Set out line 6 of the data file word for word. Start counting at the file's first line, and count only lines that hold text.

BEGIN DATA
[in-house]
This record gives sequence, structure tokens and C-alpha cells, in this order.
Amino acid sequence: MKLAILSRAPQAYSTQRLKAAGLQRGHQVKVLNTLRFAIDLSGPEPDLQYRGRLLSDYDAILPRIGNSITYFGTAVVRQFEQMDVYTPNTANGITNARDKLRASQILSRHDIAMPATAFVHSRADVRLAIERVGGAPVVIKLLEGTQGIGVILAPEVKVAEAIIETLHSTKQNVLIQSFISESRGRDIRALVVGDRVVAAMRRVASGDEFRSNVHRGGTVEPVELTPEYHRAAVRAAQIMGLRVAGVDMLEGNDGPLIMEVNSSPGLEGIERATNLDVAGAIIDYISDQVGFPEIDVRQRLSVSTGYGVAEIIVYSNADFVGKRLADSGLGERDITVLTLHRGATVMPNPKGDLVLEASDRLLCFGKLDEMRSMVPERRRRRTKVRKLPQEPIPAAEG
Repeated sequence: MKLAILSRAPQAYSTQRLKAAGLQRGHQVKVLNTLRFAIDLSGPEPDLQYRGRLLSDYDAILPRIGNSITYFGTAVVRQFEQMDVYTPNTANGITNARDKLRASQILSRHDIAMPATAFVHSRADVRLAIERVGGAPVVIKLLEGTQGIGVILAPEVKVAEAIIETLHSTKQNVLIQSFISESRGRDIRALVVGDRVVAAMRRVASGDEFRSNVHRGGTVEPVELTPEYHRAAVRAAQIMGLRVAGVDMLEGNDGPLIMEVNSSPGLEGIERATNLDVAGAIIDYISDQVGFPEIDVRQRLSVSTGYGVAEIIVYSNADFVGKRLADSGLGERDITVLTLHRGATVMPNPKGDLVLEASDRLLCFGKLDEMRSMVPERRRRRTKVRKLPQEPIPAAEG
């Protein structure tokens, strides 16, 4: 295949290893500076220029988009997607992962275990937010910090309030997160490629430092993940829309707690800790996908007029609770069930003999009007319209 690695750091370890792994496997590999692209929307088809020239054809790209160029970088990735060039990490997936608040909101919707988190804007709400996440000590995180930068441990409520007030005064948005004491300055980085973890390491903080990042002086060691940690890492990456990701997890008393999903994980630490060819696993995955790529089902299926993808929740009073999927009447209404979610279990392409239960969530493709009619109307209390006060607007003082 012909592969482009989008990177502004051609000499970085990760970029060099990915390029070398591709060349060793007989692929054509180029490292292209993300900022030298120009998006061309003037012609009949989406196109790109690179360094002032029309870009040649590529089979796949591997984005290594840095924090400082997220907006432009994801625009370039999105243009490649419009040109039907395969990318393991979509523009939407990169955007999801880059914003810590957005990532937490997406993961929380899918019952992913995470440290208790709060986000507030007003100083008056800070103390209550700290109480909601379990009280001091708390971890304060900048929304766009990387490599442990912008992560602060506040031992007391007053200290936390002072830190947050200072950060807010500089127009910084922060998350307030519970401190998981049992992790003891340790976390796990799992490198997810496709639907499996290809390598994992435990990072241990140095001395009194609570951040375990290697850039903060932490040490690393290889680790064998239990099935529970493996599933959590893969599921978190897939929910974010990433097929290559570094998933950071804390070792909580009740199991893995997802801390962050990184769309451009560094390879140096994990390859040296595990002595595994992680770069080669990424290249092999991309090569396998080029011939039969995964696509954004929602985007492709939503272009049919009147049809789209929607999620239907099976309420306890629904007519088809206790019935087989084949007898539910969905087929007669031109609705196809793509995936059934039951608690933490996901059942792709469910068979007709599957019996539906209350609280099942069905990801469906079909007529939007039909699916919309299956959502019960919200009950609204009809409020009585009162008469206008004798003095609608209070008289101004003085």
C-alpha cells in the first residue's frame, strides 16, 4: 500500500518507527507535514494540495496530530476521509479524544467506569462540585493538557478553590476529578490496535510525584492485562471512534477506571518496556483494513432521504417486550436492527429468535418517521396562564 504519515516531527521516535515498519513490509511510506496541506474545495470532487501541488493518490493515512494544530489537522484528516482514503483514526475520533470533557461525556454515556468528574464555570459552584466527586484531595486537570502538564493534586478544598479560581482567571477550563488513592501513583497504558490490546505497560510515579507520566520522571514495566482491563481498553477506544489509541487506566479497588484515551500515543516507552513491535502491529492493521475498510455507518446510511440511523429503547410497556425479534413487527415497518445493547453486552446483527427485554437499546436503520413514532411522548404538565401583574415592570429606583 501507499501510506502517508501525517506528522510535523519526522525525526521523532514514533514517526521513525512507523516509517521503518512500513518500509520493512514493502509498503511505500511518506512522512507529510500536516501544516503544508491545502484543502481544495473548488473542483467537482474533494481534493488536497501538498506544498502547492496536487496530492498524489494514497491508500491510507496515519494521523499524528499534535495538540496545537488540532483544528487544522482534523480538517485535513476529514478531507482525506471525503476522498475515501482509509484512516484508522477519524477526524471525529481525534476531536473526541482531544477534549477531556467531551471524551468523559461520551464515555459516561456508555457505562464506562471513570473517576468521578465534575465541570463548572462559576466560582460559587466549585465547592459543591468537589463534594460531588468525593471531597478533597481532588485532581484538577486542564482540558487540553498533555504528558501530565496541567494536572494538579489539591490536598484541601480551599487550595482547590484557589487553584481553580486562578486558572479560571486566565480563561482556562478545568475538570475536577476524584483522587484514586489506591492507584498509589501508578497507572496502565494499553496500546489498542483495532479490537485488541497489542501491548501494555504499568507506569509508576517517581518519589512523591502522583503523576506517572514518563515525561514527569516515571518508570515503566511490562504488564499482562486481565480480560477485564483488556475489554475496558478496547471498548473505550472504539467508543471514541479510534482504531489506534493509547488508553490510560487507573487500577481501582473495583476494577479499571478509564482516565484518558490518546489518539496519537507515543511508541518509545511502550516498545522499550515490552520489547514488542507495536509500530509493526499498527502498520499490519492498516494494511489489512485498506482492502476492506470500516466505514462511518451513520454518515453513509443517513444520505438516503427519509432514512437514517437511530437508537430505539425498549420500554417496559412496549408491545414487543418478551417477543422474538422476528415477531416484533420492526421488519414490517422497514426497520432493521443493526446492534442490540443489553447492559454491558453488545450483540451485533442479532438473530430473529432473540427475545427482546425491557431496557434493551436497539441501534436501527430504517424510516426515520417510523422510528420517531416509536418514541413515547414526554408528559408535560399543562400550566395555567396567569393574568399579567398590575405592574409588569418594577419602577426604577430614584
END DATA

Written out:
C-alpha cells in the first residue's frame, strides 16, 4: 500500500518507527507535514494540495496530530476521509479524544467506569462540585493538557478553590476529578490496535510525584492485562471512534477506571518496556483494513432521504417486550436492527429468535418517521396562564 504519515516531527521516535515498519513490509511510506496541506474545495470532487501541488493518490493515512494544530489537522484528516482514503483514526475520533470533557461525556454515556468528574464555570459552584466527586484531595486537570502538564493534586478544598479560581482567571477550563488513592501513583497504558490490546505497560510515579507520566520522571514495566482491563481498553477506544489509541487506566479497588484515551500515543516507552513491535502491529492493521475498510455507518446510511440511523429503547410497556425479534413487527415497518445493547453486552446483527427485554437499546436503520413514532411522548404538565401583574415592570429606583 501507499501510506502517508501525517506528522510535523519526522525525526521523532514514533514517526521513525512507523516509517521503518512500513518500509520493512514493502509498503511505500511518506512522512507529510500536516501544516503544508491545502484543502481544495473548488473542483467537482474533494481534493488536497501538498506544498502547492496536487496530492498524489494514497491508500491510507496515519494521523499524528499534535495538540496545537488540532483544528487544522482534523480538517485535513476529514478531507482525506471525503476522498475515501482509509484512516484508522477519524477526524471525529481525534476531536473526541482531544477534549477531556467531551471524551468523559461520551464515555459516561456508555457505562464506562471513570473517576468521578465534575465541570463548572462559576466560582460559587466549585465547592459543591468537589463534594460531588468525593471531597478533597481532588485532581484538577486542564482540558487540553498533555504528558501530565496541567494536572494538579489539591490536598484541601480551599487550595482547590484557589487553584481553580486562578486558572479560571486566565480563561482556562478545568475538570475536577476524584483522587484514586489506591492507584498509589501508578497507572496502565494499553496500546489498542483495532479490537485488541497489542501491548501494555504499568507506569509508576517517581518519589512523591502522583503523576506517572514518563515525561514527569516515571518508570515503566511490562504488564499482562486481565480480560477485564483488556475489554475496558478496547471498548473505550472504539467508543471514541479510534482504531489506534493509547488508553490510560487507573487500577481501582473495583476494577479499571478509564482516565484518558490518546489518539496519537507515543511508541518509545511502550516498545522499550515490552520489547514488542507495536509500530509493526499498527502498520499490519492498516494494511489489512485498506482492502476492506470500516466505514462511518451513520454518515453513509443517513444520505438516503427519509432514512437514517437511530437508537430505539425498549420500554417496559412496549408491545414487543418478551417477543422474538422476528415477531416484533420492526421488519414490517422497514426497520432493521443493526446492534442490540443489553447492559454491558453488545450483540451485533442479532438473530430473529432473540427475545427482546425491557431496557434493551436497539441501534436501527430504517424510516426515520417510523422510528420517531416509536418514541413515547414526554408528559408535560399543562400550566395555567396567569393574568399579567398590575405592574409588569418594577419602577426604577430614584